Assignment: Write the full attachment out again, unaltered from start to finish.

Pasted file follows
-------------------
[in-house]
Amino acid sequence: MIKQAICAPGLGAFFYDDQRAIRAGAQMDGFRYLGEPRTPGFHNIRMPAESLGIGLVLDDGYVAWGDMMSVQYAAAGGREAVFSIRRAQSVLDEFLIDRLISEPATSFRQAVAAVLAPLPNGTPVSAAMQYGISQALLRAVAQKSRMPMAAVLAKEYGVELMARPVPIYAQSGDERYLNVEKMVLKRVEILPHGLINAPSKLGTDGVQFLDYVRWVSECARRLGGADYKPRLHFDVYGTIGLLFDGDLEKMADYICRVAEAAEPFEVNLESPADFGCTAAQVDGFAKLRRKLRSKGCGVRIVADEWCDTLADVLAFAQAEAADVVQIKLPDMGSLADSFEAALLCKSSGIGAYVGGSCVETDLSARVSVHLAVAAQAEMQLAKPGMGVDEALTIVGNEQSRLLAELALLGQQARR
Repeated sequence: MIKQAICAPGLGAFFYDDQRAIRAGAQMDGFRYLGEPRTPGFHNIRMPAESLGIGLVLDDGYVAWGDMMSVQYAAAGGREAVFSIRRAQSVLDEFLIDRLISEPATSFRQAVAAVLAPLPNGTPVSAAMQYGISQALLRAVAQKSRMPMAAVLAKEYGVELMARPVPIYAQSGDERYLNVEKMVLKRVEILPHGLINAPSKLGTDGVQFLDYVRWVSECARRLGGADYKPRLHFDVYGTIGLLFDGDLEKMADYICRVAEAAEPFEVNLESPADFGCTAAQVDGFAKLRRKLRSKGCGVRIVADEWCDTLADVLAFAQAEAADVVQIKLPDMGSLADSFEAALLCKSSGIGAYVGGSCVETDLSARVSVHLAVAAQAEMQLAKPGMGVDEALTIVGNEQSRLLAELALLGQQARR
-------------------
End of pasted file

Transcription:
[in-house]
Amino acid sequence: MIKQAICAPGLGAFFYDDQRAIRAGAQMDGFRYLGEPRTPGFHNIRMPAESLGIGLVLDDGYVAWGDMMSVQYAAAGGREAVFSIRRAQSVLDEFLIDRLISEPATSFRQAVAAVLAPLPNGTPVSAAMQYGISQALLRAVAQKSRMPMAAVLAKEYGVELMARPVPIYAQSGDERYLNVEKMVLKRVEILPHGLINAPSKLGTDGVQFLDYVRWVSECARRLGGADYKPRLHFDVYGTIGLLFDGDLEKMADYICRVAEAAEPFEVNLESPADFGCTAAQVDGFAKLRRKLRSKGCGVRIVADEWCDTLADVLAFAQAEAADVVQIKLPDMGSLADSFEAALLCKSSGIGAYVGGSCVETDLSARVSVHLAVAAQAEMQLAKPGMGVDEALTIVGNEQSRLLAELALLGQQARR
Repeated sequence: MIKQAICAPGLGAFFYDDQRAIRAGAQMDGFRYLGEPRTPGFHNIRMPAESLGIGLVLDDGYVAWGDMMSVQYAAAGGREAVFSIRRAQSVLDEFLIDRLISEPATSFRQAVAAVLAPLPNGTPVSAAMQYGISQALLRAVAQKSRMPMAAVLAKEYGVELMARPVPIYAQSGDERYLNVEKMVLKRVEILPHGLINAPSKLGTDGVQFLDYVRWVSECARRLGGADYKPRLHFDVYGTIGLLFDGDLEKMADYICRVAEAAEPFEVNLESPADFGCTAAQVDGFAKLRRKLRSKGCGVRIVADEWCDTLADVLAFAQAEAADVVQIKLPDMGSLADSFEAALLCKSSGIGAYVGGSCVETDLSARVSVHLAVAAQAEMQLAKPGMGVDEALTIVGNEQSRLLAELALLGQQARR